An end to Medicaid reimbursements to Planned Parenthood in Missouri is one of several ways pressure is being put on the abortion provider in recent weeks.
The measure is part of a $28 billion budget that is expected to be signed by Gov. Mike Parson, and the latest major pro-life measure since the passage of SB5, a comprehensive bill that pro-life groups have said protects the health and safety of women and unborn children and provides protections for pregnancy resource centers.
“Despite having one of the most comprehensive pro-life bills passed in a decade, state lawmakers continued to make advances in pro-life legislation in the areas of defunding abortion providers and promoting alternatives to abortion,” said Deacon Sam Lee, a pro-life lobbyist with Campaign Life Missouri. “It shows they are not willing to rest on previous legislation, but realize the unborn and pregnant women need more assistance.”
Lawmakers this year also approved $6.5 million in funding for the Alternatives to Abortion program, which provides a variety of services to pregnant women, including counseling, prenatal care, emergency housing, job placement assistance and adoption referrals when requested. They also expanded the state income tax credit program for maternity homes and pregnancy resource center programs to $3.5 million each.
• End of Medicaid reimbursements to Planned Parenthood: Planned Parenthood will no longer receive funding from the state family planning program and federal Medicaid program as part of two amendments written into the Missouri budget bill which, when signed as expected by Gov. Mike Parson, will take effect July 1. However, Planned Parenthood received a letter June 8 from the Missouri Department of Social Services that stated any claims submitted for reimbursement after 5 p.m. June 8 will be suspended.
Amendments to House Bill 2011 note that “no funds shall be expended to any abortion facility … or any affiliate or associate thereof,” and “no funds shall be expended on any program that performs abortions or that counsels women to have an abortion other than the exceptions required by federal law.”
• “Complication plan” upheld: A federal judge has denied Planned Parenthood’s motion for a preliminary injunction in its lawsuit against Missouri’s drug-induced abortion “complication plan” law and regulations. Planned Parenthood filed a lawsuit against a provision of the law that requires abortion clinics to have a “complication plan,” which includes that a board-certified or board-eligible OB/GYN is on call and available 24 hours a day, seven days a week, to treat complications related to abortion drugs prescribed or administered by the physician. The Missouri Department of Health and Senior Services’ (DHSS) developed the regulation to implement Senate Bill 5, which passed in summer of 2017 at a special legislative session.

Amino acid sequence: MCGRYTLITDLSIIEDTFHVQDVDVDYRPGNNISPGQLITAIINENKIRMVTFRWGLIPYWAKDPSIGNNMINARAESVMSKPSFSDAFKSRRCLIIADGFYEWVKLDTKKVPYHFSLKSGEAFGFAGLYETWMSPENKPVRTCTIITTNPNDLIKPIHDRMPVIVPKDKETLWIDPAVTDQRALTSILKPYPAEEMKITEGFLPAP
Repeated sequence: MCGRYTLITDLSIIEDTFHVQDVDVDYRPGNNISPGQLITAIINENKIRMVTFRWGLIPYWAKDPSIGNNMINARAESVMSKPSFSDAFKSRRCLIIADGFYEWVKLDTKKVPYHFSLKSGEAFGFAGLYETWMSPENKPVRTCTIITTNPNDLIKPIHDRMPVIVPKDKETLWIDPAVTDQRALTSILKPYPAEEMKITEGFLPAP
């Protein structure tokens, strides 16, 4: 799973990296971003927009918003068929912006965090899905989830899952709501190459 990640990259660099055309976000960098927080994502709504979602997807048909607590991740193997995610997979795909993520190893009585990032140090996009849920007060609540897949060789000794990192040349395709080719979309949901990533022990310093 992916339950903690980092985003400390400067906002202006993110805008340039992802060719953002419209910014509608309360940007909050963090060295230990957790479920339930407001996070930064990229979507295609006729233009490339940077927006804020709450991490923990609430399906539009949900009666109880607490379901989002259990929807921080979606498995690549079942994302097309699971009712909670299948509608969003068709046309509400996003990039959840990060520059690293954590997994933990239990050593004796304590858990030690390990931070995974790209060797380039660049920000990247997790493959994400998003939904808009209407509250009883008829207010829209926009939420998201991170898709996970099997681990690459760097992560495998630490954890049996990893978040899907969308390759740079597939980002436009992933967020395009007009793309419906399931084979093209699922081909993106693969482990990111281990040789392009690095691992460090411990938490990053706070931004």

U.S. District Judge Beth Philips of Kansas City ruled that Planned Parenthood failed to present sufficient evidence to show that the new law is a substantial burden on a woman’s right to an abortion. “DHSS is pleased with the Court’s ruling upholding its complication plan regulation,” said DHSS director Dr. Randall W. Williams, who provided testimony in the case. “Ensuring the safety of all patients is always the department’s foremost concern. The complication plan regulation protects the health and safety of patients by re-emphasizing the importance of the physician-patient relationship, providing for continuity of care, and ensuring communication among the physician and patient.” The ruling could still be appealed.
• Abortions temporarily halted at Kansas City Planned Parenthood: The Planned Parenthood clinic in Kansas City, Mo., has stopped providing abortions after offering them there since September. Only two Planned Parenthood clinics currently provide abortions in the state — St. Louis and Columbia. Several media reports have cited Kristin Metcalf-Wilson, assistant vice president of health services for Planned Parenthood Great Plains, as saying the temporary halt is due to a “provider transition.” Planned Parenthood Great Plains did not respond to a request for comment.